24 Dec 2015
Korean-Mexican tacos for the win
It makes perfect sense, really. Take a tortilla, pile it with robustly marinated Korean barbecued meats, zingy veggies and spicy Korean chilli sauce. Bam, KoMex party in the mouth. Korean flavours and Mexican nosh go together like Psy and horses. Korean immigrants in LA (also home to many Mexican immigrants) created this subgenre of cuisine. It was first popularised by Kogi, the fusion taco food truck that took LA by storm in 2008. Enter Vatos a coupla years later, a slick outfit by three Korean-American pals from Los Angeles and Texas. Shrewdly, they chose to set up shop in Korea instead of the oversaturated US.
A sixth branch — and first for Singapore — opened here over a week ago. Because the chain was brought here in collaboration with nightlife group Massive Collective, and housed beside the group’s new dance club and lounge at Southbeach Quarter, we expected mediocre food that people too drunk to care would wolf down anyway....
24 Dec 2015
The look and vibe
But as we enter the restaurant and peer into its semi-open kitchen, we see it means business. There’s a manual tortilla press where dough for the tacos are flattened into discs. We don’t know any other taqueria here that hand makes its tortillas in-house. It is also here where three Korean chefs from the Vatos HQ in Seoul rule. At least during its opening phase. Mercifully, the place is only half-full at 10pm on the Friday we drop by, its official opening day. Unsurprisingly, the crowd comprises scantily-clad babes and expat dudes having a pre-party bite.
The “urban” theme is taken seriously here. So there are the usual concrete floors and brick walls, but all done in a tasteful manner, with pipes doing double duty as a chandelier and bag holders. Hip-hop tunes throb overhead. It’s so cool we feel compelled to fist-bump someone.
24 Dec 2015
While there are many other distractions on the menu, like tasty but gut-busting burritos, focus on the tacos. We speak from having binged here twice within a week. The nine KoMex “urban tacos” are enveloped in hybrid cornmeal-wheat-flour tortillas made in-house. These are soft, silky and slightly chewy like a good Peking duck pancake. The corn flavour is pleasantly mild. Because according to Korean-American co-owner Shinhan Sid Kim, who’s now based in Singapore, “most Asians don’t like pure corn Mexican tortillas”. He’s right — we’ll take soft and smooth over rough and mealy tortillas any day, authenticity be damned.
The Galbi Short Rib Taco (above left: $12 for two; $17 for three) is a hit. Cubes of beef are rubbed in sesame oil, soy sauce, garlic, sugar, then grilled till caramelised and crisp at the edges. The sweet-savoury meat is counterpointed by an avalanche of sharp “Asian slaw”, raw onions, and perky ssamjang (spicy-sweet Korean hot sauce) aioli. Meanwhile, shreds of luscious pork shoulder braised then grilled the true blue Mexican way inundate the awesome Barbacoa Pork Taco (above right: from $10 for two). It’s smothered with eye-watering hot sauce made from chilli padi (a local substitute for Korean chillies) and edges out the signature Korean Pork Belly Taco (from $10 for two) — only because the mega umami slices of pork in the latter are so fatty we have trouble swallowing them.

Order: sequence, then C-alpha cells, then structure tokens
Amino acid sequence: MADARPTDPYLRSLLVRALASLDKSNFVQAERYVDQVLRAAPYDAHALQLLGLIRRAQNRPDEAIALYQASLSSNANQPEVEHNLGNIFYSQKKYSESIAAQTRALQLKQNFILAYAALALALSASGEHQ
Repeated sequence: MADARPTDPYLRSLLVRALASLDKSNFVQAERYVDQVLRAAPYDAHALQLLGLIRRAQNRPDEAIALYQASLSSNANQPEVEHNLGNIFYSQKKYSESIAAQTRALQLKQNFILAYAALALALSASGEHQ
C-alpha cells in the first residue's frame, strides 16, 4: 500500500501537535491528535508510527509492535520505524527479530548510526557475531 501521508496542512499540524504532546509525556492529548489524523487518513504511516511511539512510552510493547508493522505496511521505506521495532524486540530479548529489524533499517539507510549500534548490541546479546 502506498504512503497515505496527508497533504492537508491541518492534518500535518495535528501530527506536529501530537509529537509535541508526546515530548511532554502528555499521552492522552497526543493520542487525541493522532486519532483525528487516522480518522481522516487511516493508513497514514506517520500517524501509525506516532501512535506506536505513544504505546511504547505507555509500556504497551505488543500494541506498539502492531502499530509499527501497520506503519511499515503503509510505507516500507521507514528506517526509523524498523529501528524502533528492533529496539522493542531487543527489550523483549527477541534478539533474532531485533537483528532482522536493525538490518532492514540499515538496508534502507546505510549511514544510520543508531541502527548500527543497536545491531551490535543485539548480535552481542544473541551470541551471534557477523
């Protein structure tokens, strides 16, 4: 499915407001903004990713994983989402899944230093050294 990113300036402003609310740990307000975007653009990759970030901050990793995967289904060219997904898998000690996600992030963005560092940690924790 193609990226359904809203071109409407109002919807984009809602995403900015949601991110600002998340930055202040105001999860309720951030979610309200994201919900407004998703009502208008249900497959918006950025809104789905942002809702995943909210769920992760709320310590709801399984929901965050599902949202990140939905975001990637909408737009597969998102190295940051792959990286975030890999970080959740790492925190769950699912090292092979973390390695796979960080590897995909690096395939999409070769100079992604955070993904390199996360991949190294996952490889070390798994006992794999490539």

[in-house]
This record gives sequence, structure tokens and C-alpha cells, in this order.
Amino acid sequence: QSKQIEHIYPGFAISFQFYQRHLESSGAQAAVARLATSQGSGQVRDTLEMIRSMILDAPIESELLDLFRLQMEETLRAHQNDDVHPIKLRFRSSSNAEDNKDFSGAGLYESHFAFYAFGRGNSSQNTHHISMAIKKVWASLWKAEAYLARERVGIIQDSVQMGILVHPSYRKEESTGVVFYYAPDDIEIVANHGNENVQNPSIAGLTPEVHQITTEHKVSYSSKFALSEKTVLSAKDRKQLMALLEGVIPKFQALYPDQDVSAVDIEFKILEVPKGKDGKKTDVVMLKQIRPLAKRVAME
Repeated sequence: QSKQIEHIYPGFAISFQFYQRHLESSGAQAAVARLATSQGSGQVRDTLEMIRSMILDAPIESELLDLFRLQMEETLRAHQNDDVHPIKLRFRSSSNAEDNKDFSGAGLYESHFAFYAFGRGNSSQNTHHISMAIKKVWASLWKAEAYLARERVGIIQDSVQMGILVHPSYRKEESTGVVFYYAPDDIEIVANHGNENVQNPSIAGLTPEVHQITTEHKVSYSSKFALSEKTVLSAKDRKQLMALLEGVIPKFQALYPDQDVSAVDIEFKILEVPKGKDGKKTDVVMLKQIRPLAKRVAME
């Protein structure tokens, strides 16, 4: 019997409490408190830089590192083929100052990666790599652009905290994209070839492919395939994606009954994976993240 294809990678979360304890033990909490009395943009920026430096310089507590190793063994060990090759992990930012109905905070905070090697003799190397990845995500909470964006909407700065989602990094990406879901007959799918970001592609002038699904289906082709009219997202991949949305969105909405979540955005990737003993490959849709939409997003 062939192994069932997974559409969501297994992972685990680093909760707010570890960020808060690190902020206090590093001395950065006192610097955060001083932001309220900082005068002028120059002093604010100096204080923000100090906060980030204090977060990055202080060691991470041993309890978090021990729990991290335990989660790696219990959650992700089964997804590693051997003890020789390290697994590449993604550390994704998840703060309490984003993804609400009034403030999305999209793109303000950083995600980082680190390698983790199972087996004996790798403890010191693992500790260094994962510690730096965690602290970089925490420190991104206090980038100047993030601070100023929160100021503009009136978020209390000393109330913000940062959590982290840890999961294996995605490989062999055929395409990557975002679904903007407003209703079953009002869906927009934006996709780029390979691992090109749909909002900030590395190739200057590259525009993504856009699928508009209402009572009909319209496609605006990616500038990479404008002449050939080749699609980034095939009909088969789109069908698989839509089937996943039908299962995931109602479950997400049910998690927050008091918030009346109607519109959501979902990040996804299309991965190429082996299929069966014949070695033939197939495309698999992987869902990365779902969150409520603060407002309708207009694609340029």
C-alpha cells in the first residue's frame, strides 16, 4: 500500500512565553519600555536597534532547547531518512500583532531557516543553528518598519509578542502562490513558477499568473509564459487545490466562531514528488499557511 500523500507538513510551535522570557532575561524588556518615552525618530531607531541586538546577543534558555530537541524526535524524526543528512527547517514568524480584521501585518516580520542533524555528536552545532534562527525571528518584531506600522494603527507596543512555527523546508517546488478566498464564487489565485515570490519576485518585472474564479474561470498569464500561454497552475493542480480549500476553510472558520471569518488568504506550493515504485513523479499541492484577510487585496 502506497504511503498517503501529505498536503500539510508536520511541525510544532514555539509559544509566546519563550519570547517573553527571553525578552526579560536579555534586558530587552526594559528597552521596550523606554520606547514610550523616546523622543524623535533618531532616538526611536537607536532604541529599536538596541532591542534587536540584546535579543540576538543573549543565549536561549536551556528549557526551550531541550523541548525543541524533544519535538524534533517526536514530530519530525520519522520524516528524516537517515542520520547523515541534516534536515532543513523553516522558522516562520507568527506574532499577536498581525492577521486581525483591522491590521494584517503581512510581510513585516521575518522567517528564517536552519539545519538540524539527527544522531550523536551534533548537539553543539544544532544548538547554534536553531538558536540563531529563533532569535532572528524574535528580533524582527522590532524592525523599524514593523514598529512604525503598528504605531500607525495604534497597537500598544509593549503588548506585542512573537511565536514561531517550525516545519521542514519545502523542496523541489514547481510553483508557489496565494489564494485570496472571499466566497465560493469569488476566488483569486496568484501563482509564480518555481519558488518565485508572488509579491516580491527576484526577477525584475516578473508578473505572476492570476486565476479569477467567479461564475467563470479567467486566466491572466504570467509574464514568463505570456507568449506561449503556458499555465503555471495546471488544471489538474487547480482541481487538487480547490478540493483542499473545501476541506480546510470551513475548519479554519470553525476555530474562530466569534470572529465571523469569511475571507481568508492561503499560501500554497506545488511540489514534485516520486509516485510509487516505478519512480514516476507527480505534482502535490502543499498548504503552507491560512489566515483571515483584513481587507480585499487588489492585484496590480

24 Dec 2015
The other stuff
Although we fear for our cholesterol levels, we brazenly order the famed Kimchi Carnitas Fries (above, $16). True, the potatoes are nondescript shoestring ones. But since they’re drenched with the unctuous juices of braised pork carnitas, piquant sautéed kimchi, melted cheese, sour cream, and hot sauce, they morph into oozy, meaty sticks of magic.
Drink this: We see ginormous margaritas with an inverted bottle of beer precariously suspended above each glass at almost every table. They look like a recipe for a hangover, but we get a Dae Han Mango ($28) anyway, at the prodding of our friendly server. It’s bloody delish. It starts off as a thick mango slush, and progresses to become a refreshing, bittersweet drink as the bottle of beer gradually trickles in with every slurp. It works via gravity and air pressure. Yeah, science.
VERDICT: Fiery, garlicky, savoury, sweet. KoMex tacos are so in-your-face flavourful and appealing to the Asian palate, they’re hard not to love. Reasonably priced for a hip place like this, too. Hopefully, the food remains as good once the party posse starts thronging this joint.
SOUTH BEACH QUARTER, 36 BEACH RD, S189677. TEL: 6385-6010. OPEN DAILY EXCEPT SUN. MON-THUR NOON-11PM; FRI - SAT NOON-MIDNIGHT. LAST ORDERS 1 HR BEFORE CLOSING. FACEBOOK.